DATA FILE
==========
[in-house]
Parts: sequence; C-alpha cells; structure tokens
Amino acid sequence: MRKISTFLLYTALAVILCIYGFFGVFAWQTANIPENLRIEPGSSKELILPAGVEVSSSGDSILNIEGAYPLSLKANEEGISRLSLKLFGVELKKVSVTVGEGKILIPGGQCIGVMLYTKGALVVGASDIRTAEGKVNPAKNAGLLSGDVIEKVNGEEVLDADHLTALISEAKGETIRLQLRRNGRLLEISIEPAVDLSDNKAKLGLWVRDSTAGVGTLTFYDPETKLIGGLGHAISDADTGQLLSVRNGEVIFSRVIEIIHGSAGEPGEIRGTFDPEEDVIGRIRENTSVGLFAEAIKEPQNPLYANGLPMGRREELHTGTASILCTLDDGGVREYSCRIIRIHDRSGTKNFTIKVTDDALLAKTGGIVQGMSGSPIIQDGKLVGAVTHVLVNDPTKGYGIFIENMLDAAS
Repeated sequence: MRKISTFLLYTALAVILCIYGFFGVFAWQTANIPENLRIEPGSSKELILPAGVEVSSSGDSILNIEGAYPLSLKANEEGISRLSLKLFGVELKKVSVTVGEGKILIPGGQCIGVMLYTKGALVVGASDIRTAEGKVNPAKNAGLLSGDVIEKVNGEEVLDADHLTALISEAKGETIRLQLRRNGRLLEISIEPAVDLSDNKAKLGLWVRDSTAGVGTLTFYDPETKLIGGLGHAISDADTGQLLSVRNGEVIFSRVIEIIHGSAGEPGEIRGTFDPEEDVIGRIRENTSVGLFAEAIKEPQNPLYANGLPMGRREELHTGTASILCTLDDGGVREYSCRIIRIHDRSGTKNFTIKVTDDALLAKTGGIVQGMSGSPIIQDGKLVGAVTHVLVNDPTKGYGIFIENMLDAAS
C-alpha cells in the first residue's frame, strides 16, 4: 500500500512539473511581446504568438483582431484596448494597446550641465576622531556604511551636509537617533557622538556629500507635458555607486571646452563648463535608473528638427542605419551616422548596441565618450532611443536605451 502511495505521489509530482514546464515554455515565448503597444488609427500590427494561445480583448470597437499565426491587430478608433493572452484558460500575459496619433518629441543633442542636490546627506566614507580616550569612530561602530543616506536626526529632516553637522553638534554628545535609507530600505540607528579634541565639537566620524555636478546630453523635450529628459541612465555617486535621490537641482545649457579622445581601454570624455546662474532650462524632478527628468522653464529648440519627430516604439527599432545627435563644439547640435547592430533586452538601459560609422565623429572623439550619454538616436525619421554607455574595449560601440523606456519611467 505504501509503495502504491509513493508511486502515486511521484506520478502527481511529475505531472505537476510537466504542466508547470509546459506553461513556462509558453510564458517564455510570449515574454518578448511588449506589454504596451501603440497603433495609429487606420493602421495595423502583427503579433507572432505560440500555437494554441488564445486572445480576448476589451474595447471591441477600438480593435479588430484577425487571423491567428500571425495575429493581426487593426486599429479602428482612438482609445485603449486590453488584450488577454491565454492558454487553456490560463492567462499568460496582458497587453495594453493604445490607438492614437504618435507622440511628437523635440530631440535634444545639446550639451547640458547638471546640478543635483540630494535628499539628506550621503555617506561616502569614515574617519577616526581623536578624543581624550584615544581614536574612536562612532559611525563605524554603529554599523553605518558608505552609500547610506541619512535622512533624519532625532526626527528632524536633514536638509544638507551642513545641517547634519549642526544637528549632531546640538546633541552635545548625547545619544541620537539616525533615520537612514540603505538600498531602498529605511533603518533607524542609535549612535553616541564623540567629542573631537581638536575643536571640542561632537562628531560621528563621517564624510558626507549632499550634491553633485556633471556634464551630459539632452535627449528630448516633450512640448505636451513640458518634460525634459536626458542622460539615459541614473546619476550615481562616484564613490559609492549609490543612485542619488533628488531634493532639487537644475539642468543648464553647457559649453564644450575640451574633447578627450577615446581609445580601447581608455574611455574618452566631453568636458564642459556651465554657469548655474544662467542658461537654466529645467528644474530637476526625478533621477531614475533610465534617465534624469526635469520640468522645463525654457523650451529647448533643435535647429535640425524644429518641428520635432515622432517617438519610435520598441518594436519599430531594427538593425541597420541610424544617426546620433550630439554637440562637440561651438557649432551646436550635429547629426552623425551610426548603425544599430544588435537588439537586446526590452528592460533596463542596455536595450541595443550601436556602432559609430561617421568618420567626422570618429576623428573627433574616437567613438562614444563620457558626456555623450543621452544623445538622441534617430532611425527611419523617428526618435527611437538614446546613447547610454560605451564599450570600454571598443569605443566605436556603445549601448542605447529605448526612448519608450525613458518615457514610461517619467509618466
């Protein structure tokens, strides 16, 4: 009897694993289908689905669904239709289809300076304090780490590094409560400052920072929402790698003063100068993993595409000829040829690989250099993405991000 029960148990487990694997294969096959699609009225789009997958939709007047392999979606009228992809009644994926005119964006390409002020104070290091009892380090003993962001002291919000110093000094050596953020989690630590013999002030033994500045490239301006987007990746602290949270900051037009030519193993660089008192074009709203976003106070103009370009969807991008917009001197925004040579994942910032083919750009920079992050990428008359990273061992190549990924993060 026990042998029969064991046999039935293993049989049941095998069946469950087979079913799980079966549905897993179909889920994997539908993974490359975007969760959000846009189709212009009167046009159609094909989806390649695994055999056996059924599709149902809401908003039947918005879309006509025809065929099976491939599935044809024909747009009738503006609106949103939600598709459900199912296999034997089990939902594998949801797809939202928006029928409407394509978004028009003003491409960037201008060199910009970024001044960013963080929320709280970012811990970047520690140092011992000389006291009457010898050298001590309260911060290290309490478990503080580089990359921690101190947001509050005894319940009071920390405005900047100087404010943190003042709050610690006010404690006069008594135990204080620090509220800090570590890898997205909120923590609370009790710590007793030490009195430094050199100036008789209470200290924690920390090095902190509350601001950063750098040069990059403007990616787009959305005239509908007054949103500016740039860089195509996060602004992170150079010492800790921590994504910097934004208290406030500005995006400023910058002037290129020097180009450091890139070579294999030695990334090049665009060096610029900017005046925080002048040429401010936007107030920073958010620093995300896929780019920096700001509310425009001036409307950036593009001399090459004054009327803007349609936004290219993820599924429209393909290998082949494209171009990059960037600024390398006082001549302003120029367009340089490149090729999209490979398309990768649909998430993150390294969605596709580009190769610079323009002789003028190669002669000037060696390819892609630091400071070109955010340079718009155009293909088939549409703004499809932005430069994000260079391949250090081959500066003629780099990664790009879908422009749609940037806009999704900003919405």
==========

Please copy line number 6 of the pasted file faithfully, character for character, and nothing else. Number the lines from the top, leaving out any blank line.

């Protein structure tokens, strides 16, 4: 009897694993289908689905669904239709289809300076304090780490590094409560400052920072929402790698003063100068993993595409000829040829690989250099993405991000 029960148990487990694997294969096959699609009225789009997958939709007047392999979606009228992809009644994926005119964006390409002020104070290091009892380090003993962001002291919000110093000094050596953020989690630590013999002030033994500045490239301006987007990746602290949270900051037009030519193993660089008192074009709203976003106070103009370009969807991008917009001197925004040579994942910032083919750009920079992050990428008359990273061992190549990924993060 026990042998029969064991046999039935293993049989049941095998069946469950087979079913799980079966549905897993179909889920994997539908993974490359975007969760959000846009189709212009009167046009159609094909989806390649695994055999056996059924599709149902809401908003039947918005879309006509025809065929099976491939599935044809024909747009009738503006609106949103939600598709459900199912296999034997089990939902594998949801797809939202928006029928409407394509978004028009003003491409960037201008060199910009970024001044960013963080929320709280970012811990970047520690140092011992000389006291009457010898050298001590309260911060290290309490478990503080580089990359921690101190947001509050005894319940009071920390405005900047100087404010943190003042709050610690006010404690006069008594135990204080620090509220800090570590890898997205909120923590609370009790710590007793030490009195430094050199100036008789209470200290924690920390090095902190509350601001950063750098040069990059403007990616787009959305005239509908007054949103500016740039860089195509996060602004992170150079010492800790921590994504910097934004208290406030500005995006400023910058002037290129020097180009450091890139070579294999030695990334090049665009060096610029900017005046925080002048040429401010936007107030920073958010620093995300896929780019920096700001509310425009001036409307950036593009001399090459004054009327803007349609936004290219993820599924429209393909290998082949494209171009990059960037600024390398006082001549302003120029367009340089490149090729999209490979398309990768649909998430993150390294969605596709580009190769610079323009002789003028190669002669000037060696390819892609630091400071070109955010340079718009155009293909088939549409703004499809932005430069994000260079391949250090081959500066003629780099990664790009879908422009749609940037806009999704900003919405």